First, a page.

Phila. council member writes uninformed op-ed against Phila. Wi-Fi: Frank Rizzo notes, "You may remember that at the time that WiFi Philadelphia was proposed, I was its most outspoken critic. My concern was that this was an effort best left to the private sector, which would be more efficient, effective and economical with the discipline of the marketplace, than government would be." Strangely, the effort in Philadelphia involved a private firm using its own capital to construct a network at its own expense, and which turned out to be unsustainable as a broader model.
He writes, "I pointed out that Earthlink's "free" provision of a wireless network (no financial responsibility for the city) was not really free since it required that the city be the anchor tenant to make the network viable." There is no such requirement for the city to purchase services. "But the city already has extensive connection to the Internet through alternative services (like the Free Library of Philadelphia)," he writes in a sentence that makes no sense whatsoever.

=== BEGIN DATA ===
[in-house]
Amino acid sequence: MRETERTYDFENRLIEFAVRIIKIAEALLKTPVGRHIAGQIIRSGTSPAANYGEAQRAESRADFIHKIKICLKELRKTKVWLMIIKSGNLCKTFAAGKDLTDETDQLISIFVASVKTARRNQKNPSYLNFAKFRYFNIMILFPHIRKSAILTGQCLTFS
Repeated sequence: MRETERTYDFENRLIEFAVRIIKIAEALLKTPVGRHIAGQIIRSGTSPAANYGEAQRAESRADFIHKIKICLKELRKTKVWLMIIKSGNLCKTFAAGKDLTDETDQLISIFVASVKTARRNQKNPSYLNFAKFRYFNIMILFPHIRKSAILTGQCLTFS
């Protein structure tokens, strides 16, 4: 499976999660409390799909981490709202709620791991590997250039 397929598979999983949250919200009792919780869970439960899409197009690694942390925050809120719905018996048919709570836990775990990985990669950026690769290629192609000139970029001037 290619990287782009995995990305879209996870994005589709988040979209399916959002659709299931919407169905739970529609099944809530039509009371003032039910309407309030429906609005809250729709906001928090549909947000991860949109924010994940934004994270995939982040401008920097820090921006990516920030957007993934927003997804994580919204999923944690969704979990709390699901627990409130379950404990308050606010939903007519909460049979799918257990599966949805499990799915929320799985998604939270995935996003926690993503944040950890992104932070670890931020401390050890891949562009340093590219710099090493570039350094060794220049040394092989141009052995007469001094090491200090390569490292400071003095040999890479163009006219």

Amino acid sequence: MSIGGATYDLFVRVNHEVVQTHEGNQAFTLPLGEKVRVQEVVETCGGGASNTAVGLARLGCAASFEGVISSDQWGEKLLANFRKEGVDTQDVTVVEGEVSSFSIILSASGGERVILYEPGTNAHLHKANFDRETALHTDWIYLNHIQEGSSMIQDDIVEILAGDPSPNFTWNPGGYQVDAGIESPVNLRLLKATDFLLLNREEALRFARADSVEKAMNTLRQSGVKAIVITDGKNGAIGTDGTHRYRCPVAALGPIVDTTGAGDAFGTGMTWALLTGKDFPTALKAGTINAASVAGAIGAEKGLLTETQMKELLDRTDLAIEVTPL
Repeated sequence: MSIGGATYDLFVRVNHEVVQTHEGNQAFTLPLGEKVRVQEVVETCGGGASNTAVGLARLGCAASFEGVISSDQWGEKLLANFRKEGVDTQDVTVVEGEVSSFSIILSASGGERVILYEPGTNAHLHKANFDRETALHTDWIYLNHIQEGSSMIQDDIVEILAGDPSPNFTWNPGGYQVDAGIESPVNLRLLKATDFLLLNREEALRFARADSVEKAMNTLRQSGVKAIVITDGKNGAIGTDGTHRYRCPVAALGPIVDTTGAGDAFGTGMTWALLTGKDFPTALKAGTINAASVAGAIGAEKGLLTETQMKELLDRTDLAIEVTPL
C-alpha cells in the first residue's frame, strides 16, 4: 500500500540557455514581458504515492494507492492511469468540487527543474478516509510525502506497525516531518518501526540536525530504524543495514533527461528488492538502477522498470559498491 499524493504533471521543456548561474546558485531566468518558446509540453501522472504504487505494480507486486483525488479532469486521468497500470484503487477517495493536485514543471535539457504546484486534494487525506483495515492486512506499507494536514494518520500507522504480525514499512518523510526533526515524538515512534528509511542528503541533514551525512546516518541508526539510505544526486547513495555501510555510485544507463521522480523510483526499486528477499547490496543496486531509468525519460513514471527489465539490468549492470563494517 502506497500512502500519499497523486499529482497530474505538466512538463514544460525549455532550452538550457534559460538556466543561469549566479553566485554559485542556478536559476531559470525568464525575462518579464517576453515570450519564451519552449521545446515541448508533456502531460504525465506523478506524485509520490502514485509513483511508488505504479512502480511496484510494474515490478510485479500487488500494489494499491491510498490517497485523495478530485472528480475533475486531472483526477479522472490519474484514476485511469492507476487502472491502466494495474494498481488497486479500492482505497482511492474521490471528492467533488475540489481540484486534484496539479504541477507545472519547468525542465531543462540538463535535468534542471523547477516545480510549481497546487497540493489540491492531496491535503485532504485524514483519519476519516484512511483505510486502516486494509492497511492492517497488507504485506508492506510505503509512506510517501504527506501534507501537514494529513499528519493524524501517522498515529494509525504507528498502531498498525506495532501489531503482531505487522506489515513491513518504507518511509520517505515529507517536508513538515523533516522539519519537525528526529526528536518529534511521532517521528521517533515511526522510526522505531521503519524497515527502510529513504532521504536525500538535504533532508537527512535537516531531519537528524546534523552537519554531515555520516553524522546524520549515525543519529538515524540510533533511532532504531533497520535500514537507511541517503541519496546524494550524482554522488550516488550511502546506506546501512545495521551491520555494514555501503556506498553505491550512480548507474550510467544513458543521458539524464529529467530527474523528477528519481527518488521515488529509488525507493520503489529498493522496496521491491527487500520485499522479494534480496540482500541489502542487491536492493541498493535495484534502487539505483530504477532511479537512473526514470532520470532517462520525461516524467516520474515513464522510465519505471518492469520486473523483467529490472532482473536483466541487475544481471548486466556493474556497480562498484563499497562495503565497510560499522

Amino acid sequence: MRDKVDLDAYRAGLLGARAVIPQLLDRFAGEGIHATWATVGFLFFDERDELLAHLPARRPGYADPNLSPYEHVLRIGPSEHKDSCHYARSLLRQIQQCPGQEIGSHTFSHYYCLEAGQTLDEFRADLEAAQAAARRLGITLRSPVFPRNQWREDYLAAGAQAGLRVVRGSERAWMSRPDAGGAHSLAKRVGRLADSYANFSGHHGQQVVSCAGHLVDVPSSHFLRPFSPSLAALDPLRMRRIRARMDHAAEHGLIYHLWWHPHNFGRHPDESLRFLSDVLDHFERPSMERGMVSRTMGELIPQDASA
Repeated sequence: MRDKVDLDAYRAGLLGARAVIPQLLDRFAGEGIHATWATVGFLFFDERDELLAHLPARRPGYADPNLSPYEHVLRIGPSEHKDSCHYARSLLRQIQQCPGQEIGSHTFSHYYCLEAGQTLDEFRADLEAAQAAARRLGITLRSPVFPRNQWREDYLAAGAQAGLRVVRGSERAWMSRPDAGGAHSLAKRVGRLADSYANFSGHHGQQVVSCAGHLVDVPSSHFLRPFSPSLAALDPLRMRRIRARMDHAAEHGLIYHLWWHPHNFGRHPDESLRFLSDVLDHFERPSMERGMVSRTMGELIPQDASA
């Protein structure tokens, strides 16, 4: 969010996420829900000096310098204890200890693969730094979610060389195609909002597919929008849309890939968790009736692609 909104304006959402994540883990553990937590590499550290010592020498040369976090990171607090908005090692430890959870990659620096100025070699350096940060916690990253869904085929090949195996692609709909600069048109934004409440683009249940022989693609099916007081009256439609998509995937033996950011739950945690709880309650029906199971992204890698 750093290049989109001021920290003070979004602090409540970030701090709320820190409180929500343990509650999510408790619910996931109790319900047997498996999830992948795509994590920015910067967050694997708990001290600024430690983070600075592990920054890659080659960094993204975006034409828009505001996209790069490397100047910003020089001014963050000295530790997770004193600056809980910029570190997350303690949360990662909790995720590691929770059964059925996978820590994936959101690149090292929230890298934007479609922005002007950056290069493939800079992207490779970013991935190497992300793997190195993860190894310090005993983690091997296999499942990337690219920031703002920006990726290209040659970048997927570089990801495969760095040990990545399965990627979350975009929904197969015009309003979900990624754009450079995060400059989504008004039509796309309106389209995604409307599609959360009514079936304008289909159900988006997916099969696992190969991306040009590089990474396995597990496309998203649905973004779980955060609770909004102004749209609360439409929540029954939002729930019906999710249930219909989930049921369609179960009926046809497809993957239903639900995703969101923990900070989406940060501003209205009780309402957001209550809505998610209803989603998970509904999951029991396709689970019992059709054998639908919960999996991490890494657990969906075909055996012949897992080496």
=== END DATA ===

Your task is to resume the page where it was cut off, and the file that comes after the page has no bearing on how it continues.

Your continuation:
Rizzo has previously written several similarly uninformed notes. He voted along with the rest of the council to approve the EarthLink contract in 2006.
Christian Science Monitor takes a step back to survey muni scene: As I suspected, the reporter found that cities below the metropolis level with clearly defined goals that included multiple uses of the network have fared better in roll-outs.
Cincinnati puts Wi-Fi on hold: The city spent $18,000 to determine the feasibility of building a city-wide network, and they think the timing is wrong. It's certainly a good time to put plans to make a plan on hold while the industry shakes out, and next-generation MIMO and 802.11n metro-scale gear starts to hit the market, probably by early 2008.
San Francisco formally pulls plug: The supervisors committee refused to vote on a contract with EarthLink that's now moot, officially putting that deal to rest.